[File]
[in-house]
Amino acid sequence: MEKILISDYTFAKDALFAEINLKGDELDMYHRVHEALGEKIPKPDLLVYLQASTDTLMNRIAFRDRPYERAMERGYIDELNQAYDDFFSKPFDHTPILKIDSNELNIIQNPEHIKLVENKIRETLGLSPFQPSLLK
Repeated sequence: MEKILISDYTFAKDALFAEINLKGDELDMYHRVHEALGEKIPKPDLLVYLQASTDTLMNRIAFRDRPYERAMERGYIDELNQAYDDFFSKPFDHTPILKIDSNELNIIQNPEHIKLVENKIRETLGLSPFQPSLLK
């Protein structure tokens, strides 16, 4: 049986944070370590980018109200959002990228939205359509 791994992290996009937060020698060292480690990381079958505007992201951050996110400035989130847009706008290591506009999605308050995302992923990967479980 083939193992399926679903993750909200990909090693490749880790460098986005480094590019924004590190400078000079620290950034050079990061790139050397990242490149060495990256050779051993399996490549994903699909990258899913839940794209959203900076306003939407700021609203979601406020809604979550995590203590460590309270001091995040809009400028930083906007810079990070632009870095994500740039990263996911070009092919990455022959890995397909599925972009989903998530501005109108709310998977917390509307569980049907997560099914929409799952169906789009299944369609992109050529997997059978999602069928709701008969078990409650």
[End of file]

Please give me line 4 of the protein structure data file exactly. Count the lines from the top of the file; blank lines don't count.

């Protein structure tokens, strides 16, 4: 049986944070370590980018109200959002990228939205359509 791994992290996009937060020698060292480690990381079958505007992201951050996110400035989130847009706008290591506009999605308050995302992923990967479980 083939193992399926679903993750909200990909090693490749880790460098986005480094590019924004590190400078000079620290950034050079990061790139050397990242490149060495990256050779051993399996490549994903699909990258899913839940794209959203900076306003939407700021609203979601406020809604979550995590203590460590309270001091995040809009400028930083906007810079990070632009870095994500740039990263996911070009092919990455022959890995397909599925972009989903998530501005109108709310998977917390509307569980049907997560099914929409799952169906789009299944369609992109050529997997059978999602069928709701008969078990409650």